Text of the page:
From his recent piece in the New York Review of Books:
Nevertheless, in teaching courses on the history of physics and astronomy, and then working up my lectures into a book, I have come to think that whatever one thinks of whiggery in other sorts of history, it has a rightful place in the history of science. It is clearly not possible to speak of right and wrong in the history of art or fashion, nor I think is it possible in the history of religion, and one can argue about whether it is possible in political history, but in scientific history we really can say who was right. More (but most of it is paywalled).
He cites Copernicus against the adherents of Ptolemy, and Newton against the followers of Descartes.
There are two problems with Weinberg’s contention:
1)Many facts are as beyond dispute in history, art, or even fashion as the orbit of Earth or the usual behaviour of gravity are in science. When the Battle of Midway took place, who painted the Sistine Chapel ceiling, when the mini-skirt hit the fashion world are matters of historical evidence. Science has nothing over these other endeavours when the question can be decided by evidence.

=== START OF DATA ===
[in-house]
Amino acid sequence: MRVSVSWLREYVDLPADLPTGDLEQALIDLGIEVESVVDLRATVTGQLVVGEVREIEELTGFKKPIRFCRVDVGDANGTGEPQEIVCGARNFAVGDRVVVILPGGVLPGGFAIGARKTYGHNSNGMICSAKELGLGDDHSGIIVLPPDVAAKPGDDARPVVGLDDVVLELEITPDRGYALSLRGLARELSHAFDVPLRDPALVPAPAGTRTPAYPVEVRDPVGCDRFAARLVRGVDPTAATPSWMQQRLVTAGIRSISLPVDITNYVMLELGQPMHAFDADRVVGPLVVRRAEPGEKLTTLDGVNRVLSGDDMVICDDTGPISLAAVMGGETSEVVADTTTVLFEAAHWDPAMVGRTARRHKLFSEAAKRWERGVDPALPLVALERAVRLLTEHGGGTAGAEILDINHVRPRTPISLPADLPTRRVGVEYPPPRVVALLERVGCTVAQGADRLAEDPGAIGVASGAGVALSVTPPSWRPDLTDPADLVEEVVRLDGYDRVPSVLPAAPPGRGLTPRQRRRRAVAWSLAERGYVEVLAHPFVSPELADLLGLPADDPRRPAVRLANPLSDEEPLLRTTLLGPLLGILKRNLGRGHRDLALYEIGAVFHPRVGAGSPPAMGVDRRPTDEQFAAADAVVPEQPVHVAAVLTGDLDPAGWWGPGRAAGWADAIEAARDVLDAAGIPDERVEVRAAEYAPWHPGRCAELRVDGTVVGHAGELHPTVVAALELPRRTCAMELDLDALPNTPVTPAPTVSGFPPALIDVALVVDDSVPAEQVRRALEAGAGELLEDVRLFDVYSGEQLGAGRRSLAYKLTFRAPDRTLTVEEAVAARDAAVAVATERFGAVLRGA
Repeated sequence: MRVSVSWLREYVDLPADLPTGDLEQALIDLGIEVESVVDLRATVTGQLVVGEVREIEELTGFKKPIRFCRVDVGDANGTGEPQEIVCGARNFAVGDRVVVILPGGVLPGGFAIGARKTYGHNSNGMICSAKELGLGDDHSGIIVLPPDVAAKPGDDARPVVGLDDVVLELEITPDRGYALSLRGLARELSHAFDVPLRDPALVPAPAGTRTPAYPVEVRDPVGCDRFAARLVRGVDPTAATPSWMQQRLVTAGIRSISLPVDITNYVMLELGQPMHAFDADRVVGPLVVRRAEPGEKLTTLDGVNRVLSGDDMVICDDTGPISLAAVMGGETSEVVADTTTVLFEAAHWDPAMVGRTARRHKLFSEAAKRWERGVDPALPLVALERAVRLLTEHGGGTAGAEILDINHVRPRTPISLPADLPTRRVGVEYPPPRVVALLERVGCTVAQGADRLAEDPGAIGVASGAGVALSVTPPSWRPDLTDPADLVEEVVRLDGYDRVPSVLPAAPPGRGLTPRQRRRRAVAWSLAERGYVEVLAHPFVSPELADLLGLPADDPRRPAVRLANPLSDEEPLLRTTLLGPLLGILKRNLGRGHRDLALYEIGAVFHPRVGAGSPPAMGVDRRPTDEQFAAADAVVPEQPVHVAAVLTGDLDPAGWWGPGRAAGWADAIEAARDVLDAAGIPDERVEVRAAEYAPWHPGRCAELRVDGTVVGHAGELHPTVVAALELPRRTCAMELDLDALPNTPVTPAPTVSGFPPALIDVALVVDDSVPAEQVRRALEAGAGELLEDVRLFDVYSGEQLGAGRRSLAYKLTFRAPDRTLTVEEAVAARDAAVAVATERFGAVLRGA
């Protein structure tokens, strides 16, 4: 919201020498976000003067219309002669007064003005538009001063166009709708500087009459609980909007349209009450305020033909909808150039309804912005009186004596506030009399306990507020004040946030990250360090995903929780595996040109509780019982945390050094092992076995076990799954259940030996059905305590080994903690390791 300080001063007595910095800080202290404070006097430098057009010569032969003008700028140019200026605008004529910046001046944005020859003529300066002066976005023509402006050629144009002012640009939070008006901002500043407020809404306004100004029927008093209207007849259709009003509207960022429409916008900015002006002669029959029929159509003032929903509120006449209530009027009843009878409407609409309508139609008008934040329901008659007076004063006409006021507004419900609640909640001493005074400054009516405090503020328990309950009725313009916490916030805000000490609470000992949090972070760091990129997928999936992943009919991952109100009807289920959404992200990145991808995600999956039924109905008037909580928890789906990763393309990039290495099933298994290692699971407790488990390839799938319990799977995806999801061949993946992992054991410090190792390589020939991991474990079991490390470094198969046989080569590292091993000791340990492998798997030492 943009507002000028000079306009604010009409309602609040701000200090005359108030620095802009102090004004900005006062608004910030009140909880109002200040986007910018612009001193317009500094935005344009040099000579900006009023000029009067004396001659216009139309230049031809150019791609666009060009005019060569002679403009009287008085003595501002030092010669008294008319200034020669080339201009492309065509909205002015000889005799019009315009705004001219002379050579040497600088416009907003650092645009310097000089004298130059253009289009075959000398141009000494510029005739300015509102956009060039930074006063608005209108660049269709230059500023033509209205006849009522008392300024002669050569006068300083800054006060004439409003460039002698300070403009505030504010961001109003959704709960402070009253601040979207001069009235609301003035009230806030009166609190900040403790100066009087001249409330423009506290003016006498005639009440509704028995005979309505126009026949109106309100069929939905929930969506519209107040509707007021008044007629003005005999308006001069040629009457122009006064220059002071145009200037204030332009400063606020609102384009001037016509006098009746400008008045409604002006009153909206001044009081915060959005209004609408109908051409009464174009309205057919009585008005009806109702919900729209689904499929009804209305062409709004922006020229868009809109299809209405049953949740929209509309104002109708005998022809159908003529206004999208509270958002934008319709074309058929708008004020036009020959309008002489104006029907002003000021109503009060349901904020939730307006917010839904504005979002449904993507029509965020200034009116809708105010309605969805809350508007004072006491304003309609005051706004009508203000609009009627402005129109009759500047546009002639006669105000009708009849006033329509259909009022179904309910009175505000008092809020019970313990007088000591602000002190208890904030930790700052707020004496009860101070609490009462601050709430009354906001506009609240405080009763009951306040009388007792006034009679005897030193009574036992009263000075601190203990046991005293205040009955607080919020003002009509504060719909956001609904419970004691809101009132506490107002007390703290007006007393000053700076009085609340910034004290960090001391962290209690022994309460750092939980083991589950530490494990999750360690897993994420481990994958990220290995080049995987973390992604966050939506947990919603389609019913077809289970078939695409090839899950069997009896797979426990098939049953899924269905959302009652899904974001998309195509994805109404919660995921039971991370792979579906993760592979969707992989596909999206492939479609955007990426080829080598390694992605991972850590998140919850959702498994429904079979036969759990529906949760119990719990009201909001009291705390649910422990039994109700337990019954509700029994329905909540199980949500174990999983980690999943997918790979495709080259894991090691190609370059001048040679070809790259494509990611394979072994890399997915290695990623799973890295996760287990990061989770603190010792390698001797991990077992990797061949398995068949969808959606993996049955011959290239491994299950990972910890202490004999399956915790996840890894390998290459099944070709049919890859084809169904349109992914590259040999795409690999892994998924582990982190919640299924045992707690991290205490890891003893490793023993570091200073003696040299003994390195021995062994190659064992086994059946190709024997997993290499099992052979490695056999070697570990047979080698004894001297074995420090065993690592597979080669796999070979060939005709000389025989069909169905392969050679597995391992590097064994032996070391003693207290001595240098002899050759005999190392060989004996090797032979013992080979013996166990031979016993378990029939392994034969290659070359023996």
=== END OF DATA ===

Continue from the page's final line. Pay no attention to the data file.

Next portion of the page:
2) Whiggery in science is as misleading as it is anywhere else. The defense of Darwinism is contrary to the evidence for how evolution happens; it supports Whiggish claims about science as a sort of “candle in the dark,”and at this point that’s about all it does.
See also: Consensus science and the rejection of continental drift
Will Dawkins’ selfish gene concept die as its proponents retire?
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